In the interim, increased consumption by the developing world is pushing up commodity prices. But given the high levels of oil and gas in storage, even a mild recession could have significant but transitory effects on oil prices until stores are worked down. The longer term trend remains inflationary.

EJ, in a recent post, wrote "I continue to believe we are headed into a completely unique and chaotic economic and market environment." I agree.

Alfredo Dominguez
07-29-06, 03:03 PM
Good post. I don't buy the oil drop scenario, however. Oil and gasoline demand aren't that elastic. I don't see a decline in US summer travel taking it down that much, not to mention that such a view places more emphasis on the demand/supply frontier than the USD, which has more to do with the current oil price. What happened to the price of oil during the recession earlier this decade? In a stagflation, prices rise in the face of declining GDP. Don't get thrown off track.

jk
07-29-06, 03:40 PM
Good post. I don't buy the oil drop scenario, however. Oil and gasoline demand aren't that elastic. I don't see a decline in US summer travel taking it down that much, not to mention that such a view places more emphasis on the demand/supply frontier than the USD, which has more to do with the current oil price. What happened to the price of oil during the recession earlier this decade? In a stagflation, prices rise in the face of declining GDP. Don't get thrown off track.

it's worth reading the shilling piece. he's a smart guy, and the only guy i'm aware of who right on bonds from the early 80's on. he points to very high inventories in storage. add a recession, a recession deeper than the one in 2000 and more global in its impact, and consumption will drop. with prices set on the margin, taking high inventories with even slightly soft demand and down you go.

blazespinnaker
07-29-06, 06:32 PM
yeah, i didn't see "oil" once used in that post by Bill.

Not sure you can talk about bonds, inflation, and the fed without talking about oil.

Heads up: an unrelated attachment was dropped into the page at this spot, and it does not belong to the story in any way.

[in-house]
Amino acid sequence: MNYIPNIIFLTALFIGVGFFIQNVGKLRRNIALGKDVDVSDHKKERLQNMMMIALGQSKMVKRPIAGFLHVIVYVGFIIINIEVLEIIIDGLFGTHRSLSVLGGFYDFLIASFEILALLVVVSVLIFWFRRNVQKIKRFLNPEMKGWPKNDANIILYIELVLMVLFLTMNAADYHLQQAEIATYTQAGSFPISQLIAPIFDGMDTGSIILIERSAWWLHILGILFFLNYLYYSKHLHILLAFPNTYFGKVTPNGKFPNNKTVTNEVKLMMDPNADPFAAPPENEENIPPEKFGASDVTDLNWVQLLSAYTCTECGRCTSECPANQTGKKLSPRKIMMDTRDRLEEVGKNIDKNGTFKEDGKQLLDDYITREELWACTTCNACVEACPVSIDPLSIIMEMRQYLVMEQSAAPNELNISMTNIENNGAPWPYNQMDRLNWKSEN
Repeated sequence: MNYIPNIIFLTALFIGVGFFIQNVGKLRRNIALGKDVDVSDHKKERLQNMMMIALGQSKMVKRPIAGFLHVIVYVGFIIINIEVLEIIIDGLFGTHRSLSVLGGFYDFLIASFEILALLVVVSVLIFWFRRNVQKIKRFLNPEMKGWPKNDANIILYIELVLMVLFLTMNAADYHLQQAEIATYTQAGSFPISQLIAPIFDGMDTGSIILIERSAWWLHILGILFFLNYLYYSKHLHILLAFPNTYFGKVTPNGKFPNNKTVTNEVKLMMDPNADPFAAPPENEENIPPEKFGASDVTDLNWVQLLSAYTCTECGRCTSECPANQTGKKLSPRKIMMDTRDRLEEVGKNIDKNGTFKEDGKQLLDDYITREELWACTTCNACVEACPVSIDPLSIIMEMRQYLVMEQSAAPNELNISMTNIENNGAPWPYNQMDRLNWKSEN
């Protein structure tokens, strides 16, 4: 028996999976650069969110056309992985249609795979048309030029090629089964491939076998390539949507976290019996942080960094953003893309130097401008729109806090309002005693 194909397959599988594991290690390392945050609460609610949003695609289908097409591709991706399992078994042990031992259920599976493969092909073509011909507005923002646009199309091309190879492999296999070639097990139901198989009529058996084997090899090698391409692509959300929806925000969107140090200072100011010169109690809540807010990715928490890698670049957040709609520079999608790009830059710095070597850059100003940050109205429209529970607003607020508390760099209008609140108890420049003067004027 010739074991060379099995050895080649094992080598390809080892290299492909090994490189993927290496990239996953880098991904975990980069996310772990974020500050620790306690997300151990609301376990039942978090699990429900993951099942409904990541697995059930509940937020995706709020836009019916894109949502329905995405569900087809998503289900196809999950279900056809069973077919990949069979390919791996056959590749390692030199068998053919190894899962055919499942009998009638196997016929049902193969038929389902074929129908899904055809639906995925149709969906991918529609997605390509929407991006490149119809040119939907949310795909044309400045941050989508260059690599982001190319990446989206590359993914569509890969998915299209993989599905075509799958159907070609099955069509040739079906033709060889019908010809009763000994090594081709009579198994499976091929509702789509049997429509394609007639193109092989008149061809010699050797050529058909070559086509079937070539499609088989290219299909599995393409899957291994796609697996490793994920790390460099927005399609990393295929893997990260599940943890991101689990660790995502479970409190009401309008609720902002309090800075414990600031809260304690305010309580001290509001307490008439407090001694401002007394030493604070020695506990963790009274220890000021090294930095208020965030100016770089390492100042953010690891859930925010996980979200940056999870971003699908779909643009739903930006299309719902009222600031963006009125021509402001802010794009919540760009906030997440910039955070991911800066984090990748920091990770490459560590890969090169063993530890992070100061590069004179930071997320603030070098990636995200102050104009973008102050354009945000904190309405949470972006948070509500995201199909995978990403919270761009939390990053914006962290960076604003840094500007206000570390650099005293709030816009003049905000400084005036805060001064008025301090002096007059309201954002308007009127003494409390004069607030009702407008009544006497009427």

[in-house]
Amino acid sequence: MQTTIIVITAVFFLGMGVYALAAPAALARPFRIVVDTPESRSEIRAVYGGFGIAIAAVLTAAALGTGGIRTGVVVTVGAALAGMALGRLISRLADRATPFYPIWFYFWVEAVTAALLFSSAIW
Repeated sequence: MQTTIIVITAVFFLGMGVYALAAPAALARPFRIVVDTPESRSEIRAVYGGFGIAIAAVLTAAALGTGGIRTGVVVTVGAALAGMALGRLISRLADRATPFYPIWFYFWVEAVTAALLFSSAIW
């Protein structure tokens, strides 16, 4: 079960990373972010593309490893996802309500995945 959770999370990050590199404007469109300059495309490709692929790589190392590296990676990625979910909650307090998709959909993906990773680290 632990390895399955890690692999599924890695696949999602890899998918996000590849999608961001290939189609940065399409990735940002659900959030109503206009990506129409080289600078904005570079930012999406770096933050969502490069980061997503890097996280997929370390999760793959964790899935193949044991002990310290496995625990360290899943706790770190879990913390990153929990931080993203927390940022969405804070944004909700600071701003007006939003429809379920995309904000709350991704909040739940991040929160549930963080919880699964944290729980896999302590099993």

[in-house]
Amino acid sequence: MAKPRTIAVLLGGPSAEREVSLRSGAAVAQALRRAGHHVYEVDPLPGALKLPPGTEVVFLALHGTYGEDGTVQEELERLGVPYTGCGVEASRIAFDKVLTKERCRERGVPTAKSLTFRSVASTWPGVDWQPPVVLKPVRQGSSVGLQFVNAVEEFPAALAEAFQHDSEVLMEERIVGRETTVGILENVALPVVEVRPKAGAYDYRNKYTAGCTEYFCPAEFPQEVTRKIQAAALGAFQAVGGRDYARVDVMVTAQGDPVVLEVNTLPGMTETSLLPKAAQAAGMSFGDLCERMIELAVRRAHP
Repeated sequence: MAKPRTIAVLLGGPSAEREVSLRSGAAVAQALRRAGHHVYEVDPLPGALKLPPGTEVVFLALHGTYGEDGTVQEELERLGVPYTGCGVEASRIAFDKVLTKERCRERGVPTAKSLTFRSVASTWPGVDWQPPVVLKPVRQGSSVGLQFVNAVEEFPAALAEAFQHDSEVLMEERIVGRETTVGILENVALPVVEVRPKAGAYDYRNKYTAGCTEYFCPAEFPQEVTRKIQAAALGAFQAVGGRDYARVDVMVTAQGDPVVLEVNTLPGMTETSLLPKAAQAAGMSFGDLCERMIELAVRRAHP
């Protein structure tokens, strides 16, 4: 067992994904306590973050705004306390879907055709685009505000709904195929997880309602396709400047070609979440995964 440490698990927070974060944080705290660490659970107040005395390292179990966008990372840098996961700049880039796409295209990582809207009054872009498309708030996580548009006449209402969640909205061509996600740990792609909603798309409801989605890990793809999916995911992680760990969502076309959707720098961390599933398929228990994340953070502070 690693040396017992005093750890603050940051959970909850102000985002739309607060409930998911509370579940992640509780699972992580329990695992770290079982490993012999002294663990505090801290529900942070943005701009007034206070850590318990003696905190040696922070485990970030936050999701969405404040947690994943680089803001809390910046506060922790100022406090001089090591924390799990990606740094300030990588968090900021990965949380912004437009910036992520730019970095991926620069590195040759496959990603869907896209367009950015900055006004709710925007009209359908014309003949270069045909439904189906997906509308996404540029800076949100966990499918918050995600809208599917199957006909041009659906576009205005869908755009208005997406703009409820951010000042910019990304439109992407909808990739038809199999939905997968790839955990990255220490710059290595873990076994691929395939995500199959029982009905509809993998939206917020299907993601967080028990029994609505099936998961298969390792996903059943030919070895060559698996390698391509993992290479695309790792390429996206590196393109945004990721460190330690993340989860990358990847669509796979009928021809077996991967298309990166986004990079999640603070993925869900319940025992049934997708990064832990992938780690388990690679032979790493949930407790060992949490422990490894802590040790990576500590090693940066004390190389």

jk
07-29-06, 08:02 PM
yeah, i didn't see "oil" once used in that post by Bill.

Not sure you can talk about bonds, inflation, and the fed without talking about oil.

i think the assumption is that if the economy slows globally, demand for oil will be reduced. anyway, gross doesn't care about oil in itself, he's interested in where long rates are going, which is understandable given the many billions in bonds that he runs.

blazespinnaker
07-30-06, 06:14 AM
i think the assumption is that if the economy slows globally, demand for oil will be reduced. anyway, gross doesn't care about oil in itself, he's interested in where long rates are going, which is understandable given the many billions in bonds that he runs.

well, i've been following gross particularly carefully over the last few weeks and he's been spending a lot of his credibility on predicting a pause in the fed rates (lots of appearances on bloomberg).

The wild card here that greenspan missed with his interest rate movements was the price of oil. you can even tell, when he left office, how he spoke in a rather alarming manner regarding it.

he had the housing situation all worked into his calculations, however, I don't think he realised that oil would become the inflationary issue that it has. and it is oil which might force the feds hand much to the suprise of everyone if it continues to heat up core inflation.

that being said, I (like gross) expect a pause in the rates. I just think you can't talk about the fed without talking about energy.